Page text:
While the world is busy fighting COVID-19, India, a democratic and secular state consisting of different religions, is busy silencing the media and dissent. The use of anti-terror laws to discriminate against Muslims has long been a problem in India, and more recently these laws have begun to be used against journalists too.
In the disputed land of Kashmir, invoking such stringent laws speaks to the silencing of the media, controlling the narrative and containing what is occurring in the region. Since the abrogation of Article 370, the world has been disconnected from Kashmir. For example, telephone and internet services have separated the people of the valley and very few media outlets have been allowed to publish news in this region. Journalists were being intimidated from publishing news against the government. The International Press Institute highly criticized India’s Hindu Nationalist government for the restrictions placed on journalists’ news coverage in this region post-abrogation of Article 370.
In a sudden turn of events, the government has taken a step further and Masrat Zehra, Peerzada Ashiq and Gowhar Geelani, have been arrested under the controversial, anti-terror, ‘Unlawful Activities (Prevention) Act’ (UAPA). Originally enacted in 1967, the law has been censured for its recent 2019 amendments, which allows the central government to declare individuals as ‘terrorists’. Masrat and Geelani were booked under the UAPA for social media posts which were deemed “anti-national” and Peerzada was booked for a news item that was eventually proven to be inaccurate. The way these arrests occurred shows how the government in India has cunningly made use of such a draconian law in such unstable times.
While there are journalists like Arnab Goswami, who have been accused for their bigoted views and inciting hatred, it is journalists covering news in sensitive areas who are being arrested under the Terrorism Act. Facing intimidation and harassment is nothing new for journalists in Kashmir. Since the 1990s, they have been facing the wrath of both state bodies and non-state bodies (e.g. militants) for covering delicate issues in this region. This pattern of intimidation has intensified lately. Many have been humiliated, summoned by the police and interrogated exhaustively, and sometimes forced to give out their sources. However, they are also now being charged for terrorist activities.
The surprising invocation of the UAPA against these journalists is problematic. This action is clearly against freedom of speech as envisioned in Article 19 of the United Nations Human Rights Declaration of 1948, which guarantees the right to seek, receive, and impart information. Threats to this principle of international law have emerged in recent times. Though technology affords global communication, governments have challenged the very concept of press freedom, by avowing that it is not a universally accepted right, but rather needs to be adjusted to a nation’s needs and circumstances.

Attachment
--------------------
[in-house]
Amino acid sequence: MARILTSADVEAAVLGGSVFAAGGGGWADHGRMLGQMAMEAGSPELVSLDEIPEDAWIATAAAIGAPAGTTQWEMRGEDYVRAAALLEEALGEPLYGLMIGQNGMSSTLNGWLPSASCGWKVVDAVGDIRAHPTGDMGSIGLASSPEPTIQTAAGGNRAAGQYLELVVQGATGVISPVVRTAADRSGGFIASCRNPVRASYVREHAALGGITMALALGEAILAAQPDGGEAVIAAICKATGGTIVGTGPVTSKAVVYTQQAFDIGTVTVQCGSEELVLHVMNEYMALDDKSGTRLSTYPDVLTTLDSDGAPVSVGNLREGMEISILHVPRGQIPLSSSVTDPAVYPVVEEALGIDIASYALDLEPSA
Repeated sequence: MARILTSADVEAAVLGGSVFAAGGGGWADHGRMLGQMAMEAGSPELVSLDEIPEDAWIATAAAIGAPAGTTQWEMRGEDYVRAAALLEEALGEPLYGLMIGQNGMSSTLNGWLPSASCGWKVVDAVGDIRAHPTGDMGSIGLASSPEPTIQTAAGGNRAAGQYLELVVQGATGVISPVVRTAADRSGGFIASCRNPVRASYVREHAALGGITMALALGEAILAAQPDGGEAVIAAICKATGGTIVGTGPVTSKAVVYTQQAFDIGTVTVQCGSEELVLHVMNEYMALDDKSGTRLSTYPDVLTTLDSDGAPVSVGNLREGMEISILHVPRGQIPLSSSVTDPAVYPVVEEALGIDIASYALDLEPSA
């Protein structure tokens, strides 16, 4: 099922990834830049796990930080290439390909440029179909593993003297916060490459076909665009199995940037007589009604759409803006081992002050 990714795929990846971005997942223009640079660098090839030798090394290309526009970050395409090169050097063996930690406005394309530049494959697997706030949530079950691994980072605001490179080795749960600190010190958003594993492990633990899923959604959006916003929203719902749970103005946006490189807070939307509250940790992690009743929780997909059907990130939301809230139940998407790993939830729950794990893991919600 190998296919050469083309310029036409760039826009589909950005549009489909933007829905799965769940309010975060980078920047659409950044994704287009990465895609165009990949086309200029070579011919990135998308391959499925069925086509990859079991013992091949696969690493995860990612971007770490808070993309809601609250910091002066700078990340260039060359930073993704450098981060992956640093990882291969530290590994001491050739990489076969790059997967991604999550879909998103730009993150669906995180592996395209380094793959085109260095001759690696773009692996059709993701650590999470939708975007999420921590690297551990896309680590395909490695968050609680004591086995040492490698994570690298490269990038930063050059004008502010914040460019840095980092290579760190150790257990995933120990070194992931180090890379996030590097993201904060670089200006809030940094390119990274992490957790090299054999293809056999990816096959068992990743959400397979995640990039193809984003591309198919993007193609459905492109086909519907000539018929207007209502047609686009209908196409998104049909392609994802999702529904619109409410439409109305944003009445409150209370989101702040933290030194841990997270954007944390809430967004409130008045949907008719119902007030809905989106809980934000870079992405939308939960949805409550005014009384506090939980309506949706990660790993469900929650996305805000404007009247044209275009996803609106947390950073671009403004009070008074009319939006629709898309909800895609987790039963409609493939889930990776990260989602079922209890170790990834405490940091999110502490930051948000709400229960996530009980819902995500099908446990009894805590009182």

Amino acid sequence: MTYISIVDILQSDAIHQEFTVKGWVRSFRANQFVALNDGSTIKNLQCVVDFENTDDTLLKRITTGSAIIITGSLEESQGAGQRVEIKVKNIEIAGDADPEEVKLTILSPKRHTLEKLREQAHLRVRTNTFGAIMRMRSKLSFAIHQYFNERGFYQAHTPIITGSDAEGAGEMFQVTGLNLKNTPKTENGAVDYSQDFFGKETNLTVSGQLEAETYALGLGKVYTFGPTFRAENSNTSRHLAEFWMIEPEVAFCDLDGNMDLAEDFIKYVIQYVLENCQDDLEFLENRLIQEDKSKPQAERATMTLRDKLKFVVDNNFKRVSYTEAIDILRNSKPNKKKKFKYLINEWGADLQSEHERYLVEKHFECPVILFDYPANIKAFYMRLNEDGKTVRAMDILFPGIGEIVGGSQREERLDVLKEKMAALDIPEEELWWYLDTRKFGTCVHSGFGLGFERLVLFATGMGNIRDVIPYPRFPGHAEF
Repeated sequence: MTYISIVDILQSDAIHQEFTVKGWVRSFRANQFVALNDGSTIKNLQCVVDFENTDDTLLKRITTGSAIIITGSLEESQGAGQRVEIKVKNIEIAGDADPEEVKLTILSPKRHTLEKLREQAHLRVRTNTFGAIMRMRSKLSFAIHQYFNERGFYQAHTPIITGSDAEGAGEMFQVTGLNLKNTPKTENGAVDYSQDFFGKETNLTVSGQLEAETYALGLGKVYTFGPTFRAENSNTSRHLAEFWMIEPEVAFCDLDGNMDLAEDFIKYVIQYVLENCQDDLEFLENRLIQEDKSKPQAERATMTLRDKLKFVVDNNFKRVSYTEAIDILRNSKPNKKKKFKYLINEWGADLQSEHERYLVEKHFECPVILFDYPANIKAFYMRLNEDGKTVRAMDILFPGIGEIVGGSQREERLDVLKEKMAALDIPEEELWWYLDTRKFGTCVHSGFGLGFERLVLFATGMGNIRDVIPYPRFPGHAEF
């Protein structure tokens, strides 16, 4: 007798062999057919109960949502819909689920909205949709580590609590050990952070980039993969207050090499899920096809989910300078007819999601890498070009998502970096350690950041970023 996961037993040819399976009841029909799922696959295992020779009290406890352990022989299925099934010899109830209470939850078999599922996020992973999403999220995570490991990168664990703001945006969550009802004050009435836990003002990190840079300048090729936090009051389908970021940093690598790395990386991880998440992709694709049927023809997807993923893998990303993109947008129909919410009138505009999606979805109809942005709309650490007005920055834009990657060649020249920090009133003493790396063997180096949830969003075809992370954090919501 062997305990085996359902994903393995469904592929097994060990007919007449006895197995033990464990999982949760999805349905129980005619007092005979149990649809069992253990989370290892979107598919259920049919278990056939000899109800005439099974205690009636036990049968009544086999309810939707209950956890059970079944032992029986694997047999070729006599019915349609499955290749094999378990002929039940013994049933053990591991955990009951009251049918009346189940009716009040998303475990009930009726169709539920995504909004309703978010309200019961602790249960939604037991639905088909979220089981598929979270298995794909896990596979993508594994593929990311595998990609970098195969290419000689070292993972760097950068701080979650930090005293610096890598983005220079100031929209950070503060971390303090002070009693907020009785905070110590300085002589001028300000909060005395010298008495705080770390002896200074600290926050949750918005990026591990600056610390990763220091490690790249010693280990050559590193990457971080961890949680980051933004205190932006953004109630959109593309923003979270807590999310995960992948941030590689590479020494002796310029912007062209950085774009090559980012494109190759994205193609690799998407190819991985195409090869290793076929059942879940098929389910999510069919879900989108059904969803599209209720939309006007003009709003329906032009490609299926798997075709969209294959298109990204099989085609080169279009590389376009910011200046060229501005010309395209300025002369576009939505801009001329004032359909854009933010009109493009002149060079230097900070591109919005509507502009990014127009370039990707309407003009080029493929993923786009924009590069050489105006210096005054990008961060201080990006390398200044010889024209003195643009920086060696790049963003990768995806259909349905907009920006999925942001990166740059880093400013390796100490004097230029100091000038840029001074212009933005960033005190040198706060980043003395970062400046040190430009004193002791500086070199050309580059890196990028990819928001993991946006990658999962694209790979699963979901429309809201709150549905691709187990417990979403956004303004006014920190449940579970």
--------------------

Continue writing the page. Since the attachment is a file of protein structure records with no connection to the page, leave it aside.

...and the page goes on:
Section 15 of the UAPA defines a terrorist act as one with “intent to threaten or is likely to threaten the unity, security, or sovereignty of India…” The ambiguous wording of ‘security’ and ‘threaten’ has permitted the current administration wide scope to interpret this for their benefit and supress other voices in this region. This has resulted in journalists being booked as terroists and punished under Section 13 of UAPA. Although the Apex court of India has noted that vague provisions should be struck down from faulty legislation, the misuse of such provisions has continued. Another astonishing part of this act is that any person can be confined for a maximum period of one year without a trial. When looked at together, the fundamental notions of liberty and human rights are disregarded, as anybody could be labelled a terrorist without being granted a trial.
However, this power of free speech can be restricted under certain grounds such as the defense of national security, or to protect the reputation and rights of others. Yet, one needs to question whether the acts of these journalists calls for usage of the UAPA. Any usage of such laws for merely publishing news or pictures in the mainstream or social media is unwarranted. The preamble of the UAPA mentions that the intent of this act is to ensure action is taken against terrorist activities and terror organizations. The actions of these individuals do not come close to this.
The Editors Guild of India released a statement on April 21st condemning the arrests of these journalists. Free, autonomous and pluralistic media based on freedom of information and expression is an essential component of any working democracy. Freedom of the media is in fact necessary for the assurance of all other human rights. Occasions of torment, segregation, debasement or abuse have commonly become visible due to insightful journalists. Making the realities known to the general public is one of the fundamental tools to address human rights infringements and begin to hold governments responsible. George Orwell observes, “If liberty means anything at all, it means the right to tell people what they do not want to hear.” The UAPA might aim at taking action against terrorism, but by restricting such fundamental freedoms, it is doing more harm than good.
ABOUT THE AUTHOR
Chaitanya M. Hegde is a 2nd year undergraduate student student pursuing a BA LLB at Gujarat National Law University (GNLU), Gandhinagar.